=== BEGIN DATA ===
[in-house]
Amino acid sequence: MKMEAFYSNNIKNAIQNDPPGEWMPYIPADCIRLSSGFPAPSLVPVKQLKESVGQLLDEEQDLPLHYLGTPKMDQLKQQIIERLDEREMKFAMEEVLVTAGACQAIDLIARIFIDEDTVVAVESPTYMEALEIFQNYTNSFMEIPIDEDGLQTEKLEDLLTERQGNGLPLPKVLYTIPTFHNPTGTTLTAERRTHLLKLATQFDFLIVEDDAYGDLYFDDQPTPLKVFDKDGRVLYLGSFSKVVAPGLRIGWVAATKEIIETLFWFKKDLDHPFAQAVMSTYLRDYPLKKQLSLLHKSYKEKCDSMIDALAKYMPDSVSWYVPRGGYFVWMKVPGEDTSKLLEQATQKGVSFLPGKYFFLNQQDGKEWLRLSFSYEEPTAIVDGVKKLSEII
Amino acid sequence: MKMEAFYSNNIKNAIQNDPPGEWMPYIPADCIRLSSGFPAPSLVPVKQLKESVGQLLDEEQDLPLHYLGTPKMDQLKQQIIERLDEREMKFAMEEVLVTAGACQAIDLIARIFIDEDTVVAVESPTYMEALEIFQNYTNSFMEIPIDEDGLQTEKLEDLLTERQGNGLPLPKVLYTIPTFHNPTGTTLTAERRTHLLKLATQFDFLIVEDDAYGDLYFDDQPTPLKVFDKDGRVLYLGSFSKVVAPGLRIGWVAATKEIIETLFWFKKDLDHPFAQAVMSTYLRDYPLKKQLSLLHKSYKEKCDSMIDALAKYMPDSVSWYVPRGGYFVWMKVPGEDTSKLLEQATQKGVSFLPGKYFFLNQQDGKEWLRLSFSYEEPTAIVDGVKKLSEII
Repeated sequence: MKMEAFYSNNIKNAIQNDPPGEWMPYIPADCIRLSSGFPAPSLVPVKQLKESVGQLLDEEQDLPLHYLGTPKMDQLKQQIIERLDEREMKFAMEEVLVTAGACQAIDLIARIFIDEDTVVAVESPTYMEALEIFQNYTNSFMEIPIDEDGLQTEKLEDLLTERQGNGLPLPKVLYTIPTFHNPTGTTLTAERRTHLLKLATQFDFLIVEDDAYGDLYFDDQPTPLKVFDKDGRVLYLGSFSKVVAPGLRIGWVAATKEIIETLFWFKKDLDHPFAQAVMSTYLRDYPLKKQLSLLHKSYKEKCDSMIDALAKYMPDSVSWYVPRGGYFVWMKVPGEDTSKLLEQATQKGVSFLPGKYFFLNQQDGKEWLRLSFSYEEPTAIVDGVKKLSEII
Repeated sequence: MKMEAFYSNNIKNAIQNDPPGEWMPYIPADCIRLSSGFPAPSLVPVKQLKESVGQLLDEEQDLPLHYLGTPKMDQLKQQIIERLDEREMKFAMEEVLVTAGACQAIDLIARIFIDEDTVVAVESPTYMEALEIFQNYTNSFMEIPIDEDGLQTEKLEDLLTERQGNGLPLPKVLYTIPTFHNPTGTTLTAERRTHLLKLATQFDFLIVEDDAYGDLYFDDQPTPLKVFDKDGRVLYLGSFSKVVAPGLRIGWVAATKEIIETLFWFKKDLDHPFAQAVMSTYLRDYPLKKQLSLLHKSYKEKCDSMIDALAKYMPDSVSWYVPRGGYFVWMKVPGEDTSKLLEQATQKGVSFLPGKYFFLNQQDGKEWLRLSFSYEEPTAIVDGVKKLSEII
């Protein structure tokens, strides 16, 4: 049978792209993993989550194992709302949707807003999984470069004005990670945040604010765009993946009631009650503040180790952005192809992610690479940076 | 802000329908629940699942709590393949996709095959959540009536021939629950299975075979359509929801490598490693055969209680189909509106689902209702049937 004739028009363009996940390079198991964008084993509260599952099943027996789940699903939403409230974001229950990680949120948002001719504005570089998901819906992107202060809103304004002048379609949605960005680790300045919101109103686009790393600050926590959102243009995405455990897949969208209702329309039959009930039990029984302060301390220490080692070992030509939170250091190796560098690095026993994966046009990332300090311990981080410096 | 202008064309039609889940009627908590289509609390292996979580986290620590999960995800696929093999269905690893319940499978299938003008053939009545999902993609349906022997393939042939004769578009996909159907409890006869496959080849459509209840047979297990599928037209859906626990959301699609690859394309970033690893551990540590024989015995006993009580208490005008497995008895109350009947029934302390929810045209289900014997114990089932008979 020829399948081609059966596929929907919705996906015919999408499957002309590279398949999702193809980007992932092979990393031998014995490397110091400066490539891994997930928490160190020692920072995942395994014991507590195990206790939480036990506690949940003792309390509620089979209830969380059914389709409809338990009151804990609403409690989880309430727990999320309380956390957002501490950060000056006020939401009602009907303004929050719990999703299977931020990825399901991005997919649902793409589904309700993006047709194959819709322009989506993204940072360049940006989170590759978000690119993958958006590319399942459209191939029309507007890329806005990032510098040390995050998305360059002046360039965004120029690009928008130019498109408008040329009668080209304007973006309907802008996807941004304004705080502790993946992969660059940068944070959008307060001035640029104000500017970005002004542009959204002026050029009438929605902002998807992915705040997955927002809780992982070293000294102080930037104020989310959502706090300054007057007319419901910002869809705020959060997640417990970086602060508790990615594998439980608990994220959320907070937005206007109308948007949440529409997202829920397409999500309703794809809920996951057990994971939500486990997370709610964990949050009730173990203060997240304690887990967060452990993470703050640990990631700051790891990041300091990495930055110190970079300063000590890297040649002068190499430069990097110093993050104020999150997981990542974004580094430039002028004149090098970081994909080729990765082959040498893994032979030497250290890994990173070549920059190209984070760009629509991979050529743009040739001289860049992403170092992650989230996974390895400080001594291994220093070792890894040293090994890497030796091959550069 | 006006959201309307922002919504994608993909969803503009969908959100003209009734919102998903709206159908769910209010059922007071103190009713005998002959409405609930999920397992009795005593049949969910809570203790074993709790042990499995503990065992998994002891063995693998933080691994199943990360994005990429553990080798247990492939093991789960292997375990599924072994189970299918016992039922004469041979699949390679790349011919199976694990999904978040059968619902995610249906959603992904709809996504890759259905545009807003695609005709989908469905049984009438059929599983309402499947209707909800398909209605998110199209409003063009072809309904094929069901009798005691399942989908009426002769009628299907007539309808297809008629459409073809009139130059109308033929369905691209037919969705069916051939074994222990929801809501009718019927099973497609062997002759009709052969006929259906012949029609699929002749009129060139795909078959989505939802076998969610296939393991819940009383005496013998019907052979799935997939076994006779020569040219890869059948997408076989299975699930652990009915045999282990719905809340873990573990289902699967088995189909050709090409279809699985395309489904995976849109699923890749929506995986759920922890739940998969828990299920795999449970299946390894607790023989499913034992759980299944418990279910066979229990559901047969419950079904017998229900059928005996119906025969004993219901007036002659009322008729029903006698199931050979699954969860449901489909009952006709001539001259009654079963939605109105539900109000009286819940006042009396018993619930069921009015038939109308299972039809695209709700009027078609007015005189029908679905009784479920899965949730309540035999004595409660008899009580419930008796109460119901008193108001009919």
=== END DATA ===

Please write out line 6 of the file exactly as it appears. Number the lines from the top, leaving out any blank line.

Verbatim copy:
């Protein structure tokens, strides 16, 4: 049978792209993993989550194992709302949707807003999984470069004005990670945040604010765009993946009631009650503040180790952005192809992610690479940076 | 802000329908629940699942709590393949996709095959959540009536021939629950299975075979359509929801490598490693055969209680189909509106689902209702049937 004739028009363009996940390079198991964008084993509260599952099943027996789940699903939403409230974001229950990680949120948002001719504005570089998901819906992107202060809103304004002048379609949605960005680790300045919101109103686009790393600050926590959102243009995405455990897949969208209702329309039959009930039990029984302060301390220490080692070992030509939170250091190796560098690095026993994966046009990332300090311990981080410096 | 202008064309039609889940009627908590289509609390292996979580986290620590999960995800696929093999269905690893319940499978299938003008053939009545999902993609349906022997393939042939004769578009996909159907409890006869496959080849459509209840047979297990599928037209859906626990959301699609690859394309970033690893551990540590024989015995006993009580208490005008497995008895109350009947029934302390929810045209289900014997114990089932008979 020829399948081609059966596929929907919705996906015919999408499957002309590279398949999702193809980007992932092979990393031998014995490397110091400066490539891994997930928490160190020692920072995942395994014991507590195990206790939480036990506690949940003792309390509620089979209830969380059914389709409809338990009151804990609403409690989880309430727990999320309380956390957002501490950060000056006020939401009602009907303004929050719990999703299977931020990825399901991005997919649902793409589904309700993006047709194959819709322009989506993204940072360049940006989170590759978000690119993958958006590319399942459209191939029309507007890329806005990032510098040390995050998305360059002046360039965004120029690009928008130019498109408008040329009668080209304007973006309907802008996807941004304004705080502790993946992969660059940068944070959008307060001035640029104000500017970005002004542009959204002026050029009438929605902002998807992915705040997955927002809780992982070293000294102080930037104020989310959502706090300054007057007319419901910002869809705020959060997640417990970086602060508790990615594998439980608990994220959320907070937005206007109308948007949440529409997202829920397409999500309703794809809920996951057990994971939500486990997370709610964990949050009730173990203060997240304690887990967060452990993470703050640990990631700051790891990041300091990495930055110190970079300063000590890297040649002068190499430069990097110093993050104020999150997981990542974004580094430039002028004149090098970081994909080729990765082959040498893994032979030497250290890994990173070549920059190209984070760009629509991979050529743009040739001289860049992403170092992650989230996974390895400080001594291994220093070792890894040293090994890497030796091959550069 | 006006959201309307922002919504994608993909969803503009969908959100003209009734919102998903709206159908769910209010059922007071103190009713005998002959409405609930999920397992009795005593049949969910809570203790074993709790042990499995503990065992998994002891063995693998933080691994199943990360994005990429553990080798247990492939093991789960292997375990599924072994189970299918016992039922004469041979699949390679790349011919199976694990999904978040059968619902995610249906959603992904709809996504890759259905545009807003695609005709989908469905049984009438059929599983309402499947209707909800398909209605998110199209409003063009072809309904094929069901009798005691399942989908009426002769009628299907007539309808297809008629459409073809009139130059109308033929369905691209037919969705069916051939074994222990929801809501009718019927099973497609062997002759009709052969006929259906012949029609699929002749009129060139795909078959989505939802076998969610296939393991819940009383005496013998019907052979799935997939076994006779020569040219890869059948997408076989299975699930652990009915045999282990719905809340873990573990289902699967088995189909050709090409279809699985395309489904995976849109699923890749929506995986759920922890739940998969828990299920795999449970299946390894607790023989499913034992759980299944418990279910066979229990559901047969419950079904017998229900059928005996119906025969004993219901007036002659009322008729029903006698199931050979699954969860449901489909009952006709001539001259009654079963939605109105539900109000009286819940006042009396018993619930069921009015038939109308299972039809695209709700009027078609007015005189029908679905009784479920899965949730309540035999004595409660008899009580419930008796109460119901008193108001009919």